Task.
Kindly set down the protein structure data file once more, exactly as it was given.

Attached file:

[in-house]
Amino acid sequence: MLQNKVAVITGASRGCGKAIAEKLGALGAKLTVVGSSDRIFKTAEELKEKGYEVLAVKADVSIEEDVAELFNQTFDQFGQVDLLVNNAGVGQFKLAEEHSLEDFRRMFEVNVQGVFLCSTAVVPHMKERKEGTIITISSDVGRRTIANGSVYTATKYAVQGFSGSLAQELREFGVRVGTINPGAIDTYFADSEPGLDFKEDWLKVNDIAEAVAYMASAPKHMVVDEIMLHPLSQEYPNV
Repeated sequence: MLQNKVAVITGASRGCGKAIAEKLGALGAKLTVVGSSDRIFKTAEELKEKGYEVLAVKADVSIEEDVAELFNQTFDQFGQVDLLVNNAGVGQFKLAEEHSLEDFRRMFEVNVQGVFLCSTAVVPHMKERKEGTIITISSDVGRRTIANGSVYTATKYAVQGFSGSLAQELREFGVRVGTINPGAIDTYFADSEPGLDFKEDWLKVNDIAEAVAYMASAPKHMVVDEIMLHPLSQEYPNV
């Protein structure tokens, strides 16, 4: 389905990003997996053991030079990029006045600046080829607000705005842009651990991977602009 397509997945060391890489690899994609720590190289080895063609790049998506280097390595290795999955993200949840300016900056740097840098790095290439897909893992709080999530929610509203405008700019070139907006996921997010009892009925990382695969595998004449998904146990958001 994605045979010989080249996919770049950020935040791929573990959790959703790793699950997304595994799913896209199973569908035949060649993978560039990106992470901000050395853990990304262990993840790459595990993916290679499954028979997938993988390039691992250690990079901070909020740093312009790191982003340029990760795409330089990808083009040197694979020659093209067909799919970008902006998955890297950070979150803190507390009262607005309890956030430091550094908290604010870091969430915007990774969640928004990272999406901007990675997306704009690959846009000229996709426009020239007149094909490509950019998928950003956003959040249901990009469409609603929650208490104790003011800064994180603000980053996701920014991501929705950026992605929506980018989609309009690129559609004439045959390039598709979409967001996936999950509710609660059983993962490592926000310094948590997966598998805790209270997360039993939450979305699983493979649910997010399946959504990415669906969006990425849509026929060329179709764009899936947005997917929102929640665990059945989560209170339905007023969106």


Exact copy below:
[in-house]
Amino acid sequence: MLQNKVAVITGASRGCGKAIAEKLGALGAKLTVVGSSDRIFKTAEELKEKGYEVLAVKADVSIEEDVAELFNQTFDQFGQVDLLVNNAGVGQFKLAEEHSLEDFRRMFEVNVQGVFLCSTAVVPHMKERKEGTIITISSDVGRRTIANGSVYTATKYAVQGFSGSLAQELREFGVRVGTINPGAIDTYFADSEPGLDFKEDWLKVNDIAEAVAYMASAPKHMVVDEIMLHPLSQEYPNV
Repeated sequence: MLQNKVAVITGASRGCGKAIAEKLGALGAKLTVVGSSDRIFKTAEELKEKGYEVLAVKADVSIEEDVAELFNQTFDQFGQVDLLVNNAGVGQFKLAEEHSLEDFRRMFEVNVQGVFLCSTAVVPHMKERKEGTIITISSDVGRRTIANGSVYTATKYAVQGFSGSLAQELREFGVRVGTINPGAIDTYFADSEPGLDFKEDWLKVNDIAEAVAYMASAPKHMVVDEIMLHPLSQEYPNV
């Protein structure tokens, strides 16, 4: 389905990003997996053991030079990029006045600046080829607000705005842009651990991977602009 397509997945060391890489690899994609720590190289080895063609790049998506280097390595290795999955993200949840300016900056740097840098790095290439897909893992709080999530929610509203405008700019070139907006996921997010009892009925990382695969595998004449998904146990958001 994605045979010989080249996919770049950020935040791929573990959790959703790793699950997304595994799913896209199973569908035949060649993978560039990106992470901000050395853990990304262990993840790459595990993916290679499954028979997938993988390039691992250690990079901070909020740093312009790191982003340029990760795409330089990808083009040197694979020659093209067909799919970008902006998955890297950070979150803190507390009262607005309890956030430091550094908290604010870091969430915007990774969640928004990272999406901007990675997306704009690959846009000229996709426009020239007149094909490509950019998928950003956003959040249901990009469409609603929650208490104790003011800064994180603000980053996701920014991501929705950026992605929506980018989609309009690129559609004439045959390039598709979409967001996936999950509710609660059983993962490592926000310094948590997966598998805790209270997360039993939450979305699983493979649910997010399946959504990415669906969006990425849509026929060329179709764009899936947005997917929102929640665990059945989560209170339905007023969106």